When students ask, “Why do we have to learn this?” they are truly asking, “Is this important?” According to Marzano, teachers and the curriculum should connect to students’ lives, connect to students’ life ambitions, and encourage application of knowledge. Chapter 4 of Marzano’s book, The Highly Engaged Classroom, provides a variety of activities to help students connect the content with their life.
- Use a variety of comparison tasks to connect the curriculum to personal interest. Compare characteristics, processes, sequence of events, cause and effect relationships, fame or notoriety, analogical reasoning tasks.
- Connect to students’ life ambitions through personal projects. Students identify their long term goals. In certain phases the students identify the need for certain knowledge, skills, critical thinking, etc. and learn the roles of heroes and role models.
- Encourage the application of knowledge with challenging tasks using decision making, problem solving, experimental inquiry and investigation.
Here I thought making up a humanitarian word problem was all that’s needed:
A volunteer organization delivered 32 tons of wheat to a drought stricken African nation. This is enough food to feed about 2,080 people for a month. One ton feeds how many people in a month? If one ton equals 2000 pounds, how many pounds of food does one person eat in a month? Round your answer to the nearest whole number.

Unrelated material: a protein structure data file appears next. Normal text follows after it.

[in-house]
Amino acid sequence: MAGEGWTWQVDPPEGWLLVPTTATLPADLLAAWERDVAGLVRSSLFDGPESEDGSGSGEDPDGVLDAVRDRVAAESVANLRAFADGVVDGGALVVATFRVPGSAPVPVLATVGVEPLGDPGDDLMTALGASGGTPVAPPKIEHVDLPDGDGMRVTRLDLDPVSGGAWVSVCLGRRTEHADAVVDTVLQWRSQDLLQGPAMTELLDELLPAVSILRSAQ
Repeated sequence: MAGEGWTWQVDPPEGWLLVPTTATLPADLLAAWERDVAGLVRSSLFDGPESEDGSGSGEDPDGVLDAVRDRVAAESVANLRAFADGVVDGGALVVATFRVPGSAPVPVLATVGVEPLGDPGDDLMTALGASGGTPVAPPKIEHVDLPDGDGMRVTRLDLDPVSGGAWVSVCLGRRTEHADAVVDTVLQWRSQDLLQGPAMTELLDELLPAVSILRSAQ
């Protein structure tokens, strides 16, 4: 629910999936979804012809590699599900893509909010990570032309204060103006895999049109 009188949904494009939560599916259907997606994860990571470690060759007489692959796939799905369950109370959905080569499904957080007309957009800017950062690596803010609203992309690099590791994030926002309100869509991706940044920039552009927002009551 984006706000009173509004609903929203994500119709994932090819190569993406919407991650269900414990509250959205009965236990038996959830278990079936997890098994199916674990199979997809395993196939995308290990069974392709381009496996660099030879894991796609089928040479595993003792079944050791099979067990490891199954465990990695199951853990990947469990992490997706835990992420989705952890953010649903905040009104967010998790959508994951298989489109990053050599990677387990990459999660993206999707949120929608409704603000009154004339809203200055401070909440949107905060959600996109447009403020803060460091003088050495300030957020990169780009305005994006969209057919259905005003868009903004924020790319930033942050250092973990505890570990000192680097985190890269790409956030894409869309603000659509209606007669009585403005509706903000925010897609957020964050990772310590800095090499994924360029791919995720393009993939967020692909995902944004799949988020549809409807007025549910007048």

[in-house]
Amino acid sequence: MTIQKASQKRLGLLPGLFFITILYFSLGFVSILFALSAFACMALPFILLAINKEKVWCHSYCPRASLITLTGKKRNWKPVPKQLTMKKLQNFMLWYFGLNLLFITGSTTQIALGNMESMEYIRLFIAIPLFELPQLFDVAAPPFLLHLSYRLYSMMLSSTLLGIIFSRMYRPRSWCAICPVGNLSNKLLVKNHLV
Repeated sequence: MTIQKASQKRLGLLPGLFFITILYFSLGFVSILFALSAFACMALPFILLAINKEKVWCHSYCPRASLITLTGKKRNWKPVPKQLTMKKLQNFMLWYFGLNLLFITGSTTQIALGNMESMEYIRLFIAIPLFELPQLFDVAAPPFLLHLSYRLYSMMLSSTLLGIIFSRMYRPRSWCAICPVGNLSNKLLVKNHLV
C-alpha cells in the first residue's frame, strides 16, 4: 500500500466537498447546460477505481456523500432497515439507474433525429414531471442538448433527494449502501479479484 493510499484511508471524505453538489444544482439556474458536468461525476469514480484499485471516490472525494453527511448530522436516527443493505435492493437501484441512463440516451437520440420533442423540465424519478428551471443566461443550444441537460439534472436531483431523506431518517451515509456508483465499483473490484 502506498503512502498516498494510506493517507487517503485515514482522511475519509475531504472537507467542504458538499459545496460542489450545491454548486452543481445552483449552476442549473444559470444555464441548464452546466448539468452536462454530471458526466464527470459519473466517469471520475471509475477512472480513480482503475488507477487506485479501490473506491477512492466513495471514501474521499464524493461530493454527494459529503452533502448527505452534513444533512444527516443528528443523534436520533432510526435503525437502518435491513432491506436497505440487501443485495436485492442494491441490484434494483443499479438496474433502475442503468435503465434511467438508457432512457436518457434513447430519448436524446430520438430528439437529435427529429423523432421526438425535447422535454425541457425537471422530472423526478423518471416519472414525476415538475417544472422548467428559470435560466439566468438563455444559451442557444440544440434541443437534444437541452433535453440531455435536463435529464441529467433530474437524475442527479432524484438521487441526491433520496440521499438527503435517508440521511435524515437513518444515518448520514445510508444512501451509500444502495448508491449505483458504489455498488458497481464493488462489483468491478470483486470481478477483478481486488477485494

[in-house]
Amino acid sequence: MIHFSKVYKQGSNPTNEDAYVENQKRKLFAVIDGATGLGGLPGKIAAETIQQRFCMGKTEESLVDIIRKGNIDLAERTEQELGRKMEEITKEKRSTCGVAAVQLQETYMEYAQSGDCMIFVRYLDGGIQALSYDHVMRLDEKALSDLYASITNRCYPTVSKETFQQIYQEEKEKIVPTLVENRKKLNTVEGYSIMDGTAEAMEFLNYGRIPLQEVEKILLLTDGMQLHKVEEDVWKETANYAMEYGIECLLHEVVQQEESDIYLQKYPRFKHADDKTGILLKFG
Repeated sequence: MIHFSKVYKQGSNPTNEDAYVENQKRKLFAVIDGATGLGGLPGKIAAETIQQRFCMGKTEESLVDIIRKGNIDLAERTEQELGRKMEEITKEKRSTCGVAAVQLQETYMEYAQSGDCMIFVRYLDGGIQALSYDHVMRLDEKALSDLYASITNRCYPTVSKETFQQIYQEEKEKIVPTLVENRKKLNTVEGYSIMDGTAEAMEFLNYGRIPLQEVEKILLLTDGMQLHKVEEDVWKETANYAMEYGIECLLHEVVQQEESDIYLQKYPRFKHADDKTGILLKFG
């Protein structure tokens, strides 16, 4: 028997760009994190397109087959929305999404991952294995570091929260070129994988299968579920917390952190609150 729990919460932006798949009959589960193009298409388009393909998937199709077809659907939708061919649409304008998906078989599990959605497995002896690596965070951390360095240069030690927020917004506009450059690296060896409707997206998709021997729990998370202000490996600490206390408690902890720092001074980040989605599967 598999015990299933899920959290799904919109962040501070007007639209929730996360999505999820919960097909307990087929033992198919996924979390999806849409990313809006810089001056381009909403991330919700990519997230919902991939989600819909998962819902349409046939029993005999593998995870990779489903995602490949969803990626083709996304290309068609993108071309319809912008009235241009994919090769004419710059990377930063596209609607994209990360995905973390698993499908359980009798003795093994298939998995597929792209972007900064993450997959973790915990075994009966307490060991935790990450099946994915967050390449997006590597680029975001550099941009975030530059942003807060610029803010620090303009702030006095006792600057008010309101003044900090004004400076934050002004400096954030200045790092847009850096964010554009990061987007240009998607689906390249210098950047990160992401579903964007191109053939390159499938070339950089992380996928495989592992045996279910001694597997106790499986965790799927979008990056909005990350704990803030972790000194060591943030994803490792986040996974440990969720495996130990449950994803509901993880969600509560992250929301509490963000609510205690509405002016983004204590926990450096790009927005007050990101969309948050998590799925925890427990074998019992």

The problem is real world, but it’s not enough.
The standard is 6NS2, dividing multi-digit numbers. I originally created this problem as an example of a level 4 problem. In its current form it certainly does not use decision making, problem solving, experimental inquiry, or investigation. But with some tweaking it can be a rich task.
I have a couple of ideas to create a decision making task that entails comparing two ways to schedule the delivery of food. But I right now they are in my head and not on paper.
How would you alter the problem?